Your alma mater. Your home and neighborhood. Your watch or car.
Few, if any, buy these things based on a reasonable analysis of cost vs. benefit.
Because in our minds, what’s really at stake is our identity.
Are you a Baylor man, or a technical college man?
Frankly, if your a high school student, the cost-benefit analysis weighs very, very heavily towards technical college. Seriously. Listen to Mike Rowe. Crunch the numbers. You’ll be amazed.
But if you have a family legacy of attending Baylor (or Alabama or Harvard)…
And it’s very much the same thing with where you live and what kind of home you live in as well as what kind of car you drive. Are you in the swanky neighborhood, or do you live on the wrong side of the tracks?
The point is that a sure way to motivate people to pay a premium for your brand is to associate it with identity rather than logical reason-why appeals. For when identity is at stake, people will spend irrationally. Hence the appeal of Rolex. Or Mercedes Benz. Or almost any luxury brand you can think of.
Identity is also why thousands of parents choose a full size SUV with 3rd row seating over a lower-priced minivan that get’s better gas mileage. Because they’re rather obviously not doing it on a cost-benefit basis.
Put that way, your choices become rather stark:
- You can persuade people to think in terms of benefit per dollar spent, or
- You can persuade them to think “what kind of person am I (or aspire to be) and what kind of ______ would that person buy?
Of course, it never hurts to flatter a prospective buyer’s identity by showing him (or her) that her identity-based choices are sensible, wise, and a sign of good taste. It’s not that there’s no place for reason-why appeals, just that they ought to be subordinate to a broader identity-based supposition.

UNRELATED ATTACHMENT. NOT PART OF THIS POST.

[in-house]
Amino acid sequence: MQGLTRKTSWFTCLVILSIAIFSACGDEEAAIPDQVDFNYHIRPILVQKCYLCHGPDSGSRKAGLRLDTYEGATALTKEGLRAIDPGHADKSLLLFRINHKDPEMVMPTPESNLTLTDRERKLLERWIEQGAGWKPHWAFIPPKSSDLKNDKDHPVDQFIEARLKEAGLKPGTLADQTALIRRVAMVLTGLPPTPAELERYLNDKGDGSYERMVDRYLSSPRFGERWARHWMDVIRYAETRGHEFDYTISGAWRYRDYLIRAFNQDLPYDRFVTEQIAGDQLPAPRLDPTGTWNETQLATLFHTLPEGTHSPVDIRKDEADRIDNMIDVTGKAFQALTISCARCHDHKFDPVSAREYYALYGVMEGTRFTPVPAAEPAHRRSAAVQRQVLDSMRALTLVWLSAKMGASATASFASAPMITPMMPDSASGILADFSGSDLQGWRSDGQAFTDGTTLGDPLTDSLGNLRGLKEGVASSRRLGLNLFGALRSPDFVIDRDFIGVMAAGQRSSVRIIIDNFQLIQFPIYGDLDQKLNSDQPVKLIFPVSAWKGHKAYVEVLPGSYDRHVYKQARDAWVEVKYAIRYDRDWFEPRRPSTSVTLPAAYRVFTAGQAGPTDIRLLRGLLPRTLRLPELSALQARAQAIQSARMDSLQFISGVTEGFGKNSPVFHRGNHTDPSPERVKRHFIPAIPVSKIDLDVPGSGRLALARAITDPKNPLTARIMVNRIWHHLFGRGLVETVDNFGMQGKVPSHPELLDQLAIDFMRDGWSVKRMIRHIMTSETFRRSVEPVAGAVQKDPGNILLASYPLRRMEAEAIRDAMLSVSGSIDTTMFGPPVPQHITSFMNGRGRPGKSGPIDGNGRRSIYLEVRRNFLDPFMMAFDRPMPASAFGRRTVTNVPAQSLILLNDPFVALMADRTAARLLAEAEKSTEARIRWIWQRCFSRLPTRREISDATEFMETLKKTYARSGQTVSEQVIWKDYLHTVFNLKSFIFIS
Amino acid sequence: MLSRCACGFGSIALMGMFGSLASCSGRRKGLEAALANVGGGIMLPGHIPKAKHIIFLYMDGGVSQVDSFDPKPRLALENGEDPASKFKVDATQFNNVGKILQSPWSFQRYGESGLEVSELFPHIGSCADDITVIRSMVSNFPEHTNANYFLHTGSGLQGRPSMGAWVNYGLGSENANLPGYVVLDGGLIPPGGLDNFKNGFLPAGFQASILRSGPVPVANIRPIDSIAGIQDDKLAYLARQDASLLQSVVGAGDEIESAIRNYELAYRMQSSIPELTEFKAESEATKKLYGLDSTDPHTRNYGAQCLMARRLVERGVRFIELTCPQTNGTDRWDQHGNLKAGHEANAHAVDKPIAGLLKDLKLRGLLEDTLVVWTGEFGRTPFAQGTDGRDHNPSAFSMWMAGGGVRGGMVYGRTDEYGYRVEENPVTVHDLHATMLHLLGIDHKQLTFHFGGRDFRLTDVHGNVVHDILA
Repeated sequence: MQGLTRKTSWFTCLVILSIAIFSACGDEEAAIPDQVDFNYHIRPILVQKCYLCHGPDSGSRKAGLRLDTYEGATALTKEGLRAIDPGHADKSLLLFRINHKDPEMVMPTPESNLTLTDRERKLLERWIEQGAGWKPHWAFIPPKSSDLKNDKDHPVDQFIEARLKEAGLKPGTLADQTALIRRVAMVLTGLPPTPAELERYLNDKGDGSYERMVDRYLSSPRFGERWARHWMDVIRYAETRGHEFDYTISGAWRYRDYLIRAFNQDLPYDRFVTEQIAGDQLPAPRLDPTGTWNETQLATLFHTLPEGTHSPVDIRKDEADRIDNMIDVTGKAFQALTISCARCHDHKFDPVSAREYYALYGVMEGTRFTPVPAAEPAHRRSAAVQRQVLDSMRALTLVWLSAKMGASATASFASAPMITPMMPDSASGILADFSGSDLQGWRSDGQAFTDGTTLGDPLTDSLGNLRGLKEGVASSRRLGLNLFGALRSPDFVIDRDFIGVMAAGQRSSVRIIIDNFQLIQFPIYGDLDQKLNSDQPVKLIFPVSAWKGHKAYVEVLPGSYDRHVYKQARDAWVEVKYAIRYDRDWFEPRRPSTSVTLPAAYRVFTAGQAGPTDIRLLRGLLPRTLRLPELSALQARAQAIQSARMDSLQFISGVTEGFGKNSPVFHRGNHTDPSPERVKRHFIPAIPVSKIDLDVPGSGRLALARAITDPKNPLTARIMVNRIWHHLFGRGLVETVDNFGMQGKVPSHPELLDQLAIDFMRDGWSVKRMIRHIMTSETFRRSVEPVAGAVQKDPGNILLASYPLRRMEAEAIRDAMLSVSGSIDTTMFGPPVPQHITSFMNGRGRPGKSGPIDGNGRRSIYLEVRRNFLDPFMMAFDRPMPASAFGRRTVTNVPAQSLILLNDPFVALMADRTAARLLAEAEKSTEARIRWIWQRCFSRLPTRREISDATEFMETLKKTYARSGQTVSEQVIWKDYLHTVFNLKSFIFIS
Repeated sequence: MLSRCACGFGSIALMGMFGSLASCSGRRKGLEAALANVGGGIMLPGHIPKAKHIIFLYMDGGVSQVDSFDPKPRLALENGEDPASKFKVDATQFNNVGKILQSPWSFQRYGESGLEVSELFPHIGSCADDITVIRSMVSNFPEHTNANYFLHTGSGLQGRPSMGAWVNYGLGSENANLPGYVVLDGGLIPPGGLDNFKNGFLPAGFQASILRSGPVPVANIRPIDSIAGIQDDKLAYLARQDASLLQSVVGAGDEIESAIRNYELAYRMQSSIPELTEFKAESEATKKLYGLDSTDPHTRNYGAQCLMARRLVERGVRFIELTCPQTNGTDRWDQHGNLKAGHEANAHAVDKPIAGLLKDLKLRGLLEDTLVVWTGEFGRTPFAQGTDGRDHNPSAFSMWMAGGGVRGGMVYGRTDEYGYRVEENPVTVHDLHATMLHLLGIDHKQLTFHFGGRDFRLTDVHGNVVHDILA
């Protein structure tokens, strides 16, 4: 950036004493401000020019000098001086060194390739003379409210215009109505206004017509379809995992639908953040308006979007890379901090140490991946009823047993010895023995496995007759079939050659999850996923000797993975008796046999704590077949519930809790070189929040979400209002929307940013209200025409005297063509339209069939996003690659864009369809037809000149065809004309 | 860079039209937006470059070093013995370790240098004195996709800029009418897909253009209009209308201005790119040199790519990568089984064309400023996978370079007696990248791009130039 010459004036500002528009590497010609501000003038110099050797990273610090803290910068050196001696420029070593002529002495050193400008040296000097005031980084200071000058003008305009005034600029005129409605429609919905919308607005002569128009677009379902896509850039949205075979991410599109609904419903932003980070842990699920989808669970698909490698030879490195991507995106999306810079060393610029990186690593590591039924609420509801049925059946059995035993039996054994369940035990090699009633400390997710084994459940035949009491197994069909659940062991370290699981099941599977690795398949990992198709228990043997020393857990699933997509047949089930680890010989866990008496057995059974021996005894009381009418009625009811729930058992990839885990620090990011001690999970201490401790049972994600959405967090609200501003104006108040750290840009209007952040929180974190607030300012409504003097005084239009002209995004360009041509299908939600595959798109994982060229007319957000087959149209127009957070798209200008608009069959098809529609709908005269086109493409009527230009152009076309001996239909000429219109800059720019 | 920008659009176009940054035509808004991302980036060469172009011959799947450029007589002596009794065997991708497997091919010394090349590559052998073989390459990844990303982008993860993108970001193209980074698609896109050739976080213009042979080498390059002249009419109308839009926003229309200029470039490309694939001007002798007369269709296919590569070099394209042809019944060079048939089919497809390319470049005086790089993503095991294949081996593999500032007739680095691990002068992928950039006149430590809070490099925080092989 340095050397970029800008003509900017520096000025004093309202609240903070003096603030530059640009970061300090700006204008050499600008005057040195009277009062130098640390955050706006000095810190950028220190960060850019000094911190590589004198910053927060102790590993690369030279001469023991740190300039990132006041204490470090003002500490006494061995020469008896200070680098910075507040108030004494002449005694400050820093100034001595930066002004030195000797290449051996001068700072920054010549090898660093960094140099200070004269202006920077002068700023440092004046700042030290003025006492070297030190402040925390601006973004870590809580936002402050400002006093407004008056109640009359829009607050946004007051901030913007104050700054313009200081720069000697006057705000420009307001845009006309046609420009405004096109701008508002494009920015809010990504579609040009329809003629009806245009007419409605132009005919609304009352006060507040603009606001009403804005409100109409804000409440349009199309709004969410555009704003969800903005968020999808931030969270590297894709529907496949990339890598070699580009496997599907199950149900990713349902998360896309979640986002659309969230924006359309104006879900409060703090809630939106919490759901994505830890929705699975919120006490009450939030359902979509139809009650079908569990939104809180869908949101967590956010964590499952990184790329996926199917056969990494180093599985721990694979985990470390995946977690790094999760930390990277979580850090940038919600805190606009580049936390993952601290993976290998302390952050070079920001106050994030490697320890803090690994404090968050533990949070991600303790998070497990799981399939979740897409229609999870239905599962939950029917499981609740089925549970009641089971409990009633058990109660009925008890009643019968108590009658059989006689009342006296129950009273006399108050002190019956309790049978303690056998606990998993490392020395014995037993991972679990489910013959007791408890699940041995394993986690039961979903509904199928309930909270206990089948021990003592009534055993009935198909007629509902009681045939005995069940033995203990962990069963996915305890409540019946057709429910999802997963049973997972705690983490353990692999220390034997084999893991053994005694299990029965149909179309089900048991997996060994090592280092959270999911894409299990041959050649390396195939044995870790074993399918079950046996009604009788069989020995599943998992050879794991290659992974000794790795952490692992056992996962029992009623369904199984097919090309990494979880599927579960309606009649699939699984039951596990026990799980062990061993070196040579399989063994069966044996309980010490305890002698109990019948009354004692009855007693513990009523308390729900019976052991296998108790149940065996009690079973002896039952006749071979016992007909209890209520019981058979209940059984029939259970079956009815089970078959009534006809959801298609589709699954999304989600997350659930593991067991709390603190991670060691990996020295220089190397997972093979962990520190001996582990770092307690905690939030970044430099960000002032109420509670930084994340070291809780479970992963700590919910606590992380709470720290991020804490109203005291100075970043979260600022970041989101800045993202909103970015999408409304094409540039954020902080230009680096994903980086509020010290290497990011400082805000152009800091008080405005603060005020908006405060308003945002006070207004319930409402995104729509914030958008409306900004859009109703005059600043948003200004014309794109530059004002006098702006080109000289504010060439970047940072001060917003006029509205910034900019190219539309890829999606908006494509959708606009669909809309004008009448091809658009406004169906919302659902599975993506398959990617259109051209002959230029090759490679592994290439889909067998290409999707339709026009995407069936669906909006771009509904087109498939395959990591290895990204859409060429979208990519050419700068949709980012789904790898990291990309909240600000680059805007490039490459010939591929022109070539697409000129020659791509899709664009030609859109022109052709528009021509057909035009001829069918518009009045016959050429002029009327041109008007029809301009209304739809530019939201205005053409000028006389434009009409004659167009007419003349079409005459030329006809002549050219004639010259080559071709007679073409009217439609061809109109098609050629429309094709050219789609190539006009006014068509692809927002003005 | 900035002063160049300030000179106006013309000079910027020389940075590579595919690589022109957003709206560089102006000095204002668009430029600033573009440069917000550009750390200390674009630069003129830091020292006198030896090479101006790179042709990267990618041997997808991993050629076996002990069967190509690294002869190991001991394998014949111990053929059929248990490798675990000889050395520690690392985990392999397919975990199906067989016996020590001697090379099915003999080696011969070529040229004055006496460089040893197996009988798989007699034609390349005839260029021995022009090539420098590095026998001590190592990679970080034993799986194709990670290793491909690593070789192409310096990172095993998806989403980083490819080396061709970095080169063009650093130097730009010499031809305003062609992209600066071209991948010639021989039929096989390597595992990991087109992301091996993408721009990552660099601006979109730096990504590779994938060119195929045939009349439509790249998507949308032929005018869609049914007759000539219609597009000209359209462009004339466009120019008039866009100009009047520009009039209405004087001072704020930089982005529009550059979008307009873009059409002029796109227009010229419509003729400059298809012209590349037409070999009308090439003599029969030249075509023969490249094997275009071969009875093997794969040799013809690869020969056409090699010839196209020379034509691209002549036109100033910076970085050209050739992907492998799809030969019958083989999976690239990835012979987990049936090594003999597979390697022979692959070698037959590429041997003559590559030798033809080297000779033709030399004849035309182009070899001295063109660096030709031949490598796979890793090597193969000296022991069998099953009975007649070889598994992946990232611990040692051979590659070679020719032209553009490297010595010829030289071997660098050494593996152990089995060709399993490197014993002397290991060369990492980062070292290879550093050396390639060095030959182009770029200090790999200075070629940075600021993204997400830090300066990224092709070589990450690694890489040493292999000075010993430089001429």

Don’t make the mistake, though, in assuming that identity-based appeals only work for snobby or super lux items. They work just as well when no-nonsense products are advertised for no-nonsense people. Or an icon of rebels appeals to the rebel in all of us. Think craftsman tools or Harley-Davidson motorcycles.
The bottom line: it’s tough making money off of customers determined to squeeze every dollar’s value till George Washington hollers for mercy. Far better to appeal to people who are interested in expressing a value and an identity.
It’s not only where the money is, it’s also where all the satisfaction is for the business owner, as well. I’ve never met a business owner yet, who didn’t want his (or her) business to stand for something.
So what identity are you appealing to?